Nissan has endorsed the first bidirectional charging system with its all-electric Leaf automobile in the US.
The FE-15 charger of Fermata Energy, which can power structures employing the EV’s battery, charge it, and dispatch stored energy back to the grid, is the first system of its sort to gain UL 9741 certification for bidirectional charging explanations.
The Nissan Leaf is a consolidated five-door hatchback battery electric vehicle (BEV) fabricated by Nissan. It was submitted in Japan and the United States in December 2010 and is presently in its second generation, introduced in October 2017.
The Leaf’s scope on a full charge has been increased gradually due to the help of a larger battery pack, along with several minor improvements.
In 2012, Nissan promised it, and maybe soon-to-be-discontinued EV would ultimately share its stored battery power back to your place or the grid during peak hours or even emergencies. This technology is extensively known as Vehicle-to-Grid (V2G), Vehicle-to-Home (V2H), and Vehicle-to-Load (V2L), which all can be employed interchangeably to define a system that converts EVs to backup power status.
Other automakers also have bidirectional charging solutions, including Ford’s Intelligent Backup Power feature for its all-electric F-150 Lightning truck. Finally, there are the Hyundai Ioniq 5 and 6 V2L parts that can complete them, great camping companions. On the other hand, Tesla is bearish about the idea, instead driving its devoted PowerWall battery backup key — the same one that scales to the size of virtual power plants.
For Nissan and Fermata, the solution is clear. The Leaf lessors can “build additional value from the energy kept in the vehicle’s battery.” In addition, the charger can help reduce the EV’s total cost of ownership by letting the building pull energy from it at peak times. Finally, Slutzky says it could also help reduce stress on the power grid, a problem that, while it doesn’t exist right now, could be an issue in the future unless utilities and grid operators make suitable investments.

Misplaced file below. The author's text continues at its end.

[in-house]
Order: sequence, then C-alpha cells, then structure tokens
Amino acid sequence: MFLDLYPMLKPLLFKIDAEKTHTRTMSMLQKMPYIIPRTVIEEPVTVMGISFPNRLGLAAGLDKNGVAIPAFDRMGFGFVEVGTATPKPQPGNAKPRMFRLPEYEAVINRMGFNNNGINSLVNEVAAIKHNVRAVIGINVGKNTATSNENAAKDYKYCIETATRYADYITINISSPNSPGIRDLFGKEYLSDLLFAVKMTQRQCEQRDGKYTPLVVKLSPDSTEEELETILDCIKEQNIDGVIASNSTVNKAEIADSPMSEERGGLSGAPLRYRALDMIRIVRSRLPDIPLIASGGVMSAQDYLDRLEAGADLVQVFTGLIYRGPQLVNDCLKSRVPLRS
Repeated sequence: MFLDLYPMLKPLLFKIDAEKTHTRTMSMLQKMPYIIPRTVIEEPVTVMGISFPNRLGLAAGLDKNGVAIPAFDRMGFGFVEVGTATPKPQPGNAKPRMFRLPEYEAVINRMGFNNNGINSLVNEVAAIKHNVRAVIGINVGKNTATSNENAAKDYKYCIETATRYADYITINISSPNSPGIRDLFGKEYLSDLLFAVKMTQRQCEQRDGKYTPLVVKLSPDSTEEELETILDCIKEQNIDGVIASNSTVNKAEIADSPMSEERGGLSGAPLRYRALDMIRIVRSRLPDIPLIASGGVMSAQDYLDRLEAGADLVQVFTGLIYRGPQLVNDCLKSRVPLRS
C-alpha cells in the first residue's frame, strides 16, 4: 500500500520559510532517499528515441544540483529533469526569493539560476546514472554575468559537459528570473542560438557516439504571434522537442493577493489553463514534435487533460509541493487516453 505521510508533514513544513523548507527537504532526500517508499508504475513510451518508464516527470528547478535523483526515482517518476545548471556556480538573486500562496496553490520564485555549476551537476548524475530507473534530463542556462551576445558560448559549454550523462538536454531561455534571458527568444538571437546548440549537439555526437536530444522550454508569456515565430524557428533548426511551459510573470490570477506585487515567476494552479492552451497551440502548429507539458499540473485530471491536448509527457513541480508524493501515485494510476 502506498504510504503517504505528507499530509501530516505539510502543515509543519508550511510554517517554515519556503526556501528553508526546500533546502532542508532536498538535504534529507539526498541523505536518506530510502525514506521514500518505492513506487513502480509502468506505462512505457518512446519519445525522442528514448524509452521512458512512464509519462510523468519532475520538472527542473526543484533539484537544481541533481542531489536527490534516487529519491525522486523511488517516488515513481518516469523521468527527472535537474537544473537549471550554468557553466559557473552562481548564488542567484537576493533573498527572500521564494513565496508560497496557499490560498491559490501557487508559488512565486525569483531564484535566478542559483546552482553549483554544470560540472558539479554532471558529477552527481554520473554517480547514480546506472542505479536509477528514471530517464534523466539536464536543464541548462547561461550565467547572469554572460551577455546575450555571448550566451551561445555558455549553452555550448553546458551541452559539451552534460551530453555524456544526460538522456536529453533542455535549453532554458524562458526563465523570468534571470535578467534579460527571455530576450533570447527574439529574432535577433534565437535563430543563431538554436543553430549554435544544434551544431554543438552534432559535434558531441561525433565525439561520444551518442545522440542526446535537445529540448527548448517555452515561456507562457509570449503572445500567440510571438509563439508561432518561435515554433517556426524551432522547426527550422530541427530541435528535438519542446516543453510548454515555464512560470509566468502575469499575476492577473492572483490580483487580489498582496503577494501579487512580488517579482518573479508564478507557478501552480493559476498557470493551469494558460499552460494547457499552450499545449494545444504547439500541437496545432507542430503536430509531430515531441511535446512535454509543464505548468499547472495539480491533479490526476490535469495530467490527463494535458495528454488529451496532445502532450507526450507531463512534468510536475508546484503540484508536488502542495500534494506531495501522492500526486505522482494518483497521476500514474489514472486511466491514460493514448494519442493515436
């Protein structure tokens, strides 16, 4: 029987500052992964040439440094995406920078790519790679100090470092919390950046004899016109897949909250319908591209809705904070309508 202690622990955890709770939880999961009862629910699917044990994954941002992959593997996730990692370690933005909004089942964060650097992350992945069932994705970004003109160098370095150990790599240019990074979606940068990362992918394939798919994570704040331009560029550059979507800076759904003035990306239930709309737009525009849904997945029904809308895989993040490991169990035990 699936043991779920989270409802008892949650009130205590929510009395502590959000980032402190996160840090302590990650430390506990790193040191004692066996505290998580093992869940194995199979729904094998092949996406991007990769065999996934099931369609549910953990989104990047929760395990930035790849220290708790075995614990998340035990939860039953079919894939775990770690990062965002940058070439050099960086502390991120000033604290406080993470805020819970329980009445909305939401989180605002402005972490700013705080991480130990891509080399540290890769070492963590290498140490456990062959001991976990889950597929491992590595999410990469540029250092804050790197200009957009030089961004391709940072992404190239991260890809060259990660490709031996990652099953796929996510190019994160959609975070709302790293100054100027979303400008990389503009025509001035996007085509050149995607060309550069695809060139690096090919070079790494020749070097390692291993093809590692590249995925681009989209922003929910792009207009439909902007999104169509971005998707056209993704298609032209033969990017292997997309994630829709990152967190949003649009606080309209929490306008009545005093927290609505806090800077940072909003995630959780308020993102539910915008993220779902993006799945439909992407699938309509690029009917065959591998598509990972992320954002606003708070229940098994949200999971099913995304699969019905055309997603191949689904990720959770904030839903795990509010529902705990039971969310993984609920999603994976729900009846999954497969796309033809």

All model year 2013 and more contemporary Nissan Leafs are approved for use with the FE-15 bidirectional charger, and the automaker states that battery warranties will not be affected. However, you’ll need a quick-charging CHAdeMO port on the Leaf to take advantage of bidirectional charging, which sometimes doesn’t come standard.
Notably, the 2013 model of the Leaf obtained a more robust but comparable capacity 24kWh battery than the 2012 model. Although earlier models did have a chance for fast charging, Nissan might not want to be responsible for the batteries’ health rapidly depleting.
Those interested in the FE-15 charger can contact the company through their website. However, regarding home use, company spokesperson Daniel Cherrin tells us, “That will have to wait for now.” Fermata Energy isn’t the only product in Nissan’s sight, though — the automaker is also working with another company called Dcbel that is creating a home-specific bidirectional charging solution.
It’s fantastic to see the CHAdeMO charging standard suddenly having a last hurrah. The port is slowly disappearing at various charging stations as CCS Combo has taken over. Nevertheless, a new feature like this is great to see and a great story to add to the Leaf’s legacy.